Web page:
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Re: CULT: bloom on old plant

Another question I received off list - Brenda, the mature rhizome
usually only produces one stalk on the terminal fan, but the rhizome
normally will produce more fans along the side.  Those new fans will
(hopefully) grow to produce more rhizomes that will bloom the next year.

On many (but definitely not all) cultivars, that old "mother" rhizome
will die after it blooms and produces new fans.  Sometimes it will die
without producing new fans - this is called bloomout.

Most of my seedlings and many reblooming irises I've grown have mother
rhizomes that will stay alive and produce new live roots and fans for at
least two years.

Sorry, I can't point you to a good website that talks about this, but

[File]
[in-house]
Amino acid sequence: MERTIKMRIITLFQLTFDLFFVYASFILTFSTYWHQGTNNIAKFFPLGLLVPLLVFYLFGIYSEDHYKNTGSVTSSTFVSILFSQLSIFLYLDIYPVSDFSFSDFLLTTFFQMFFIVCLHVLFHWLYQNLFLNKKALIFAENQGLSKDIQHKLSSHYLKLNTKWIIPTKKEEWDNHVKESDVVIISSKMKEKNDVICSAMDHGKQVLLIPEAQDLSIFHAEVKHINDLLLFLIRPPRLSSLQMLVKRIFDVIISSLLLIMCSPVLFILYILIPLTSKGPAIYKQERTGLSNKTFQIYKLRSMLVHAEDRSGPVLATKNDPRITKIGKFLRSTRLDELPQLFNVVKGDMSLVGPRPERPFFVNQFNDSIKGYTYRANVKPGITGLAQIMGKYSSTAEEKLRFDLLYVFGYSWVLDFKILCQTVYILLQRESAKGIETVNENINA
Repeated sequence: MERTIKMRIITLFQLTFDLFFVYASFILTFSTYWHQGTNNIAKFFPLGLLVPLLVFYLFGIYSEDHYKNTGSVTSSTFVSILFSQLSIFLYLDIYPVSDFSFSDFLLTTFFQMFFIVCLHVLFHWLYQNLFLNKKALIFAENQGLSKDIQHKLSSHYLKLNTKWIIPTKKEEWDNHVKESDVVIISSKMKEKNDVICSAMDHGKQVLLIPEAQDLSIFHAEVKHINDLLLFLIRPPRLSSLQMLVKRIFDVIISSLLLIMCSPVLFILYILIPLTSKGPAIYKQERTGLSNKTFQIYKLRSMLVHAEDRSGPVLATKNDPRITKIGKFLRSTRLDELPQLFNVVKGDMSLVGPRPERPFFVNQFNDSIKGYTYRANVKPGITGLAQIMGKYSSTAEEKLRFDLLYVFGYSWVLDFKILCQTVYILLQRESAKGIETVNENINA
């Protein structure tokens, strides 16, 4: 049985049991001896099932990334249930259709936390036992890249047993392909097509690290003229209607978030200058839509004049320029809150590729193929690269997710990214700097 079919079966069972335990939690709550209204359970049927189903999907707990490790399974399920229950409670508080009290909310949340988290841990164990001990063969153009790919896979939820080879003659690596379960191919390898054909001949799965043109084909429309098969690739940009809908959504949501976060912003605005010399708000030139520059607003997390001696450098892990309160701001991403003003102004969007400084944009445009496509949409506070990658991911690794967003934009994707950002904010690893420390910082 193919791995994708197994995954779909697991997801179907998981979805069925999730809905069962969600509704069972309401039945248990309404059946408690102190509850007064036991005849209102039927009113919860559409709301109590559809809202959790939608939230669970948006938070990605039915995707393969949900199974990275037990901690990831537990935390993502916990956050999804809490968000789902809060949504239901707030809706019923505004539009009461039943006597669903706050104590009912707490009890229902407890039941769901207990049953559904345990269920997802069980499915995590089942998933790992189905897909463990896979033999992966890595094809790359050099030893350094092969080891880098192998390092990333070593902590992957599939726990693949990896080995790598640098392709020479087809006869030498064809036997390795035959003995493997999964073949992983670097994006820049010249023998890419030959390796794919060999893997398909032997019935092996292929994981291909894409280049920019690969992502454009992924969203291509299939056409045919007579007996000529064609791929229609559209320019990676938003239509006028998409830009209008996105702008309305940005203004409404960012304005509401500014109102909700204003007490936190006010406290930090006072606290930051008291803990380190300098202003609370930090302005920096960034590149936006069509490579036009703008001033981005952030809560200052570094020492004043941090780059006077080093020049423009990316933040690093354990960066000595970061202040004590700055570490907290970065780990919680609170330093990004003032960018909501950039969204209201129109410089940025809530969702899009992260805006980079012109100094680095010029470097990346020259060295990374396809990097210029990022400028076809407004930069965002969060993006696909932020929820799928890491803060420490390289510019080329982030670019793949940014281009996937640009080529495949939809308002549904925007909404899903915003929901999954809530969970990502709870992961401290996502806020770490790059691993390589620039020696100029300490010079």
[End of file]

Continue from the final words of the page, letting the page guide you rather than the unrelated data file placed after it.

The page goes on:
maybe someone else can.

<I would like to ask you a question about irises since I am new to
them.  I read an article the other day that stated the plant that
bloomed this year will not produce any blooms next year so you may
as well throw it in the compost pile.  Is this a true statement?  Do you
know a site where I can read about growing irises and their
bloom span?Thanks, Brenda>

Linda Mann east Tennessee USA zone 7/8
East Tennessee Iris Society <http://www.korrnet.org/etis>
American Iris Society web site <http://www.irises.org>
talk archives: <http://www.hort.net/lists/iris-talk/>
photos archives: <http://www.hort.net/lists/iris-photos/>
online R&I <http://www.irisregister.com>

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